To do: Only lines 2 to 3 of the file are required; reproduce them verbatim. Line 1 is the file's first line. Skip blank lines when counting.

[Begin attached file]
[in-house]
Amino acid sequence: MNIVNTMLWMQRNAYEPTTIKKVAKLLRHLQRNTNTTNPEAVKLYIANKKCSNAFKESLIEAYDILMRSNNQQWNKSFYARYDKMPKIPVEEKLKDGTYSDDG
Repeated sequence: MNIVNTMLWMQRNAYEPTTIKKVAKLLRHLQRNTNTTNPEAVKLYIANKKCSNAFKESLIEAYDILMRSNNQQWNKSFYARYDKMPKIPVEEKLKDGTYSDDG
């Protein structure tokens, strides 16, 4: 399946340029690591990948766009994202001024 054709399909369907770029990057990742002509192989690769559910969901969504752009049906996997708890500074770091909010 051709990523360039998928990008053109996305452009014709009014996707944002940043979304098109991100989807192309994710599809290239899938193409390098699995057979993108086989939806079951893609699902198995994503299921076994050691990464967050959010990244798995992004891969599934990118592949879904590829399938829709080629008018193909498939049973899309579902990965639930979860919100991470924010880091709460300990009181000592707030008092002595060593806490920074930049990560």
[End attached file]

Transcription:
Amino acid sequence: MNIVNTMLWMQRNAYEPTTIKKVAKLLRHLQRNTNTTNPEAVKLYIANKKCSNAFKESLIEAYDILMRSNNQQWNKSFYARYDKMPKIPVEEKLKDGTYSDDG
Repeated sequence: MNIVNTMLWMQRNAYEPTTIKKVAKLLRHLQRNTNTTNPEAVKLYIANKKCSNAFKESLIEAYDILMRSNNQQWNKSFYARYDKMPKIPVEEKLKDGTYSDDG